Place:St. Teath, Cornwall, England

Watchers
NameSt. Teath
TypeCivil parish
Coordinates50.593°N 4.736°W
Located inCornwall, England
See alsoTrigg Hundred, Cornwall, Englandhundred in which it was located
Camelford Rural, Cornwall, Englandrural district of which it was a part 1894-1974
source: Family History Library Catalog
the following text is based on an article in Wikipedia

St. Teath (Cornish: Eglostedha) is a civil parish and village in north Cornwall, England. The village is situated approximately three miles (5 km) southwest of Camelford and seven miles (11 km) northeast of Wadebridge. The hamlet of Whitewell lies to the west.

The church is dedicated to Saint Tethe who was one of the twenty-four children of St Brychan, a 4th-century Welsh saint and king. The church was a Norman foundation but was rebuilt in the 15th century. It is large, with a nave and two aisles. The lower part of the tower is Norman.

St. Teath was part of the Camelford Rural District from 1894 until 1974.


Delabole

the following text is based on an article in Wikipedia

Delabole (Cornish: Delyow Boll) is a large village in north Cornwall, England. It is situated approximately two miles (3 km) west of Camelford in the parish of St. Teath.

The village of Delabole came into existence in the early 20th century; it is named after the Delabole Quarry. Three hamlets: Pengelly, Meadrose (pronounced "médroze") and Rockhead, and the hamlet of Delabole south of the quarry are shown on the earliest one-inch Ordnance Survey map of 1813. When the railway arrived, the station was named Delabole after the quarry, and the three hamlets were absorbed into Delabole. It is said to be the third highest village in Cornwall.

The Delabole slate quarry is one of the largest of its type in England and has been operated continuously from the 15th century making it also the oldest working slate quarry in England. In the reign of Elizabeth I, the five quarries on the site of the now larger pit assumed considerable importance delivering slate to Brittany and the Netherlands. In 1841 the five quarries were combined to make the Old Delabole Slate Quarry. In 1910, 500 people were employed at the quarry but this has since been reduced to 80, the decline due to the availability of cheaper roofing materials e.g. Welsh slate or prefabricated tiles.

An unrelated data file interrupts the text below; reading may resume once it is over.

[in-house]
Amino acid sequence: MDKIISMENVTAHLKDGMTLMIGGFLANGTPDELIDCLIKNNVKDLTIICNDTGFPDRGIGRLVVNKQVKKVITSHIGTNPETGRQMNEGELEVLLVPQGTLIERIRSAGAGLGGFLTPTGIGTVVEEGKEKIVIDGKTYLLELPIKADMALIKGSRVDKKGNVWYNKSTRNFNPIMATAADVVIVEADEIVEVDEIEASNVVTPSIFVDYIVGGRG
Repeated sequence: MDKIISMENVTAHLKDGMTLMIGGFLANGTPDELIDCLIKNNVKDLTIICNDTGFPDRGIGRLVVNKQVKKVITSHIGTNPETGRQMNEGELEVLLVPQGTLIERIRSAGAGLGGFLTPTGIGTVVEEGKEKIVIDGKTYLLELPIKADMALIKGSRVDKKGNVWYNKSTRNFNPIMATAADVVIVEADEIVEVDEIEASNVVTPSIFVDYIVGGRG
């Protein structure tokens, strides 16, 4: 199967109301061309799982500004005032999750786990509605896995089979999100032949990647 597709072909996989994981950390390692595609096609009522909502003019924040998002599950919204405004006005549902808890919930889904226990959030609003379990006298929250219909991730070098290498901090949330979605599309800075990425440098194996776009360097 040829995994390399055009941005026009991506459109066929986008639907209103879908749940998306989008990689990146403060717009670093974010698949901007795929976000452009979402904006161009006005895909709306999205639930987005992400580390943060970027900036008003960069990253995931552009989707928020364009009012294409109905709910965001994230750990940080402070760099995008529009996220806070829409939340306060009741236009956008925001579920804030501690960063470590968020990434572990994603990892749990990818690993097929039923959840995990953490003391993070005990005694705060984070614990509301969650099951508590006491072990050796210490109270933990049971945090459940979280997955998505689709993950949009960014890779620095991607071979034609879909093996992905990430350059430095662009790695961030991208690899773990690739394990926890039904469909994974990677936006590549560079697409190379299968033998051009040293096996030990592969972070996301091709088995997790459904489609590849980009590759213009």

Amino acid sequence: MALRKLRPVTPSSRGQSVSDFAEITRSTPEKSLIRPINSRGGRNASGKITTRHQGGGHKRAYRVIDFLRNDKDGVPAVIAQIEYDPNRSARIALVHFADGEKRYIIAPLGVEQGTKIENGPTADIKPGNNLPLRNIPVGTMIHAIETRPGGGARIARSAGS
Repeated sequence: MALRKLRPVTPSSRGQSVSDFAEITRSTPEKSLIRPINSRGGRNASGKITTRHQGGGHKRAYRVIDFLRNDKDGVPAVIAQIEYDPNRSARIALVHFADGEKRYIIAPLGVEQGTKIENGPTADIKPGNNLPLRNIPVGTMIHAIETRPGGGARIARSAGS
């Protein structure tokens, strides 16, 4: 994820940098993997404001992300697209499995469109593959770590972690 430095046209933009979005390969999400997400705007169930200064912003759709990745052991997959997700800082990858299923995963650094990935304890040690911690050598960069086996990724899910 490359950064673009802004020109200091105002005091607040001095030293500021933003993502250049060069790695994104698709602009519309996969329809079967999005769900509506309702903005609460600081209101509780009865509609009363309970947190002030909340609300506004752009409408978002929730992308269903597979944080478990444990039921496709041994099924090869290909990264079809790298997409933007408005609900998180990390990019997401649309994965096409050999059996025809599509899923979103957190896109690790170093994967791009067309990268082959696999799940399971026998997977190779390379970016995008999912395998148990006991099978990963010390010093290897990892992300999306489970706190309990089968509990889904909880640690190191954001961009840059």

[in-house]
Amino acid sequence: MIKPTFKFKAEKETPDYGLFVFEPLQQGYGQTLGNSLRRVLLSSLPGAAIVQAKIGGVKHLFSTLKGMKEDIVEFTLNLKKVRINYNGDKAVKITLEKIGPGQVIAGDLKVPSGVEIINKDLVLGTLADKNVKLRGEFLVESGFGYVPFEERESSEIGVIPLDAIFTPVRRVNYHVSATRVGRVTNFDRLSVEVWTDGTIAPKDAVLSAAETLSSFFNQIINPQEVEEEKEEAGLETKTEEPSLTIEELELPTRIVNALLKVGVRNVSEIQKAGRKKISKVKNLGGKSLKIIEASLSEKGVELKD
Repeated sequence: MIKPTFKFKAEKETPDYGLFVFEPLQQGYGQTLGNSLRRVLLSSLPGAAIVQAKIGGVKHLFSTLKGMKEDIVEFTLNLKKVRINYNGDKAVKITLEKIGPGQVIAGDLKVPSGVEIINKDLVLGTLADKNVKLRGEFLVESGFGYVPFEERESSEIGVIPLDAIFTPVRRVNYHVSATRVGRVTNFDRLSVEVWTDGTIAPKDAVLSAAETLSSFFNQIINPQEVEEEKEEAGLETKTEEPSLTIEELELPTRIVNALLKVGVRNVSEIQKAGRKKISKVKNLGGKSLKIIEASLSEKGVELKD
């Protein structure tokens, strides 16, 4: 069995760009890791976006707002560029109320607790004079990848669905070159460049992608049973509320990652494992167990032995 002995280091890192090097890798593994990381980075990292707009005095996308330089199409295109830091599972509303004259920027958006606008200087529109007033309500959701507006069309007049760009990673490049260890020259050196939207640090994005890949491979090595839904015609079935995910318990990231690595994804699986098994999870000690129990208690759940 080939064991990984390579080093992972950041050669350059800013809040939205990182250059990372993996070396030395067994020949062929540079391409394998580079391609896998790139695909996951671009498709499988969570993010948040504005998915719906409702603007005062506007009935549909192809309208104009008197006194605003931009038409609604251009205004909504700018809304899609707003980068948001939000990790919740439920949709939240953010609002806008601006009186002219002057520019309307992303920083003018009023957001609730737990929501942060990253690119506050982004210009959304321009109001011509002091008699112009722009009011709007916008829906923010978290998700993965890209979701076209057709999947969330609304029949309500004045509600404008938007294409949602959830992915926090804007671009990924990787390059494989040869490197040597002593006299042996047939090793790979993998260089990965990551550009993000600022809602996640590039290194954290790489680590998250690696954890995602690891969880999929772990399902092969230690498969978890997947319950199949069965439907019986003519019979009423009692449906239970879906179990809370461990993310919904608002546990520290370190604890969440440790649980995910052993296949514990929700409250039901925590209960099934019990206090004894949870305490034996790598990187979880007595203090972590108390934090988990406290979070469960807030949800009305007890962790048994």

Research Tips

One of the many maps available on A Vision of Britain through Time is one from the Ordnance Survey Series of 1900 illustrating the parish boundaries of Cornwall at the turn of the 20th century. This map blows up to show all the parishes and many of the small villages and hamlets.

The following websites have pages in WeRelate's Repository Section. Some provide free online databases.

  • GENUKI makes a great many suggestions as to other websites with worthwhile information about Cornwall as well as providing 19th century descriptions of each of the ecclesiastical parishes.
  • FamilySearch Wiki provides a similar information service to GENUKI which may be more up-to-date.
  • A Vision of Britain through Time has organization charts of the hierarchies of parishes within hundreds, registration districts and rural and urban districts of the 20th century plus excerpts from a gazetteer of circa 1870 outlining individual towns and parishes and reviews of population through the time period 1800-1960.


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